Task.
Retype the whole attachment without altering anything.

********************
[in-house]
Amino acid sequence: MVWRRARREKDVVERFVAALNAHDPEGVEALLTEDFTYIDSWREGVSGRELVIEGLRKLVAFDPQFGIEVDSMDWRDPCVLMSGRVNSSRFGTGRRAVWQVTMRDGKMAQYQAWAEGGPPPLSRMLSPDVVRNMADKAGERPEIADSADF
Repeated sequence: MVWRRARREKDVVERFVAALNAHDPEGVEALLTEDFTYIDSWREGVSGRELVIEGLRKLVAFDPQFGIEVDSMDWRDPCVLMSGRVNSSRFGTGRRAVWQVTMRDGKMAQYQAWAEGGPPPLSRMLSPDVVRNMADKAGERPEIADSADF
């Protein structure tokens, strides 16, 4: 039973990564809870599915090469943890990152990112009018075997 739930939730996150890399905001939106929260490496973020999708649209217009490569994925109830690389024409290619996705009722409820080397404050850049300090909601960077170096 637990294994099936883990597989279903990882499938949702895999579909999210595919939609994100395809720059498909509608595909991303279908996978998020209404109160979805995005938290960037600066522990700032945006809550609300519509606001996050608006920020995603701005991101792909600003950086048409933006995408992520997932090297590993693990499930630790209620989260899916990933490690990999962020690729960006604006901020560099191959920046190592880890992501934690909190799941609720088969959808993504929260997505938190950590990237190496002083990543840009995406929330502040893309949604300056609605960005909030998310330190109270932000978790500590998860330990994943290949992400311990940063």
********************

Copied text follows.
[in-house]
Amino acid sequence: MVWRRARREKDVVERFVAALNAHDPEGVEALLTEDFTYIDSWREGVSGRELVIEGLRKLVAFDPQFGIEVDSMDWRDPCVLMSGRVNSSRFGTGRRAVWQVTMRDGKMAQYQAWAEGGPPPLSRMLSPDVVRNMADKAGERPEIADSADF
Repeated sequence: MVWRRARREKDVVERFVAALNAHDPEGVEALLTEDFTYIDSWREGVSGRELVIEGLRKLVAFDPQFGIEVDSMDWRDPCVLMSGRVNSSRFGTGRRAVWQVTMRDGKMAQYQAWAEGGPPPLSRMLSPDVVRNMADKAGERPEIADSADF
């Protein structure tokens, strides 16, 4: 039973990564809870599915090469943890990152990112009018075997 739930939730996150890399905001939106929260490496973020999708649209217009490569994925109830690389024409290619996705009722409820080397404050850049300090909601960077170096 637990294994099936883990597989279903990882499938949702895999579909999210595919939609994100395809720059498909509608595909991303279908996978998020209404109160979805995005938290960037600066522990700032945006809550609300519509606001996050608006920020995603701005991101792909600003950086048409933006995408992520997932090297590993693990499930630790209620989260899916990933490690990999962020690729960006604006901020560099191959920046190592880890992501934690909190799941609720088969959808993504929260997505938190950590990237190496002083990543840009995406929330502040893309949604300056609605960005909030998310330190109270932000978790500590998860330990994943290949992400311990940063």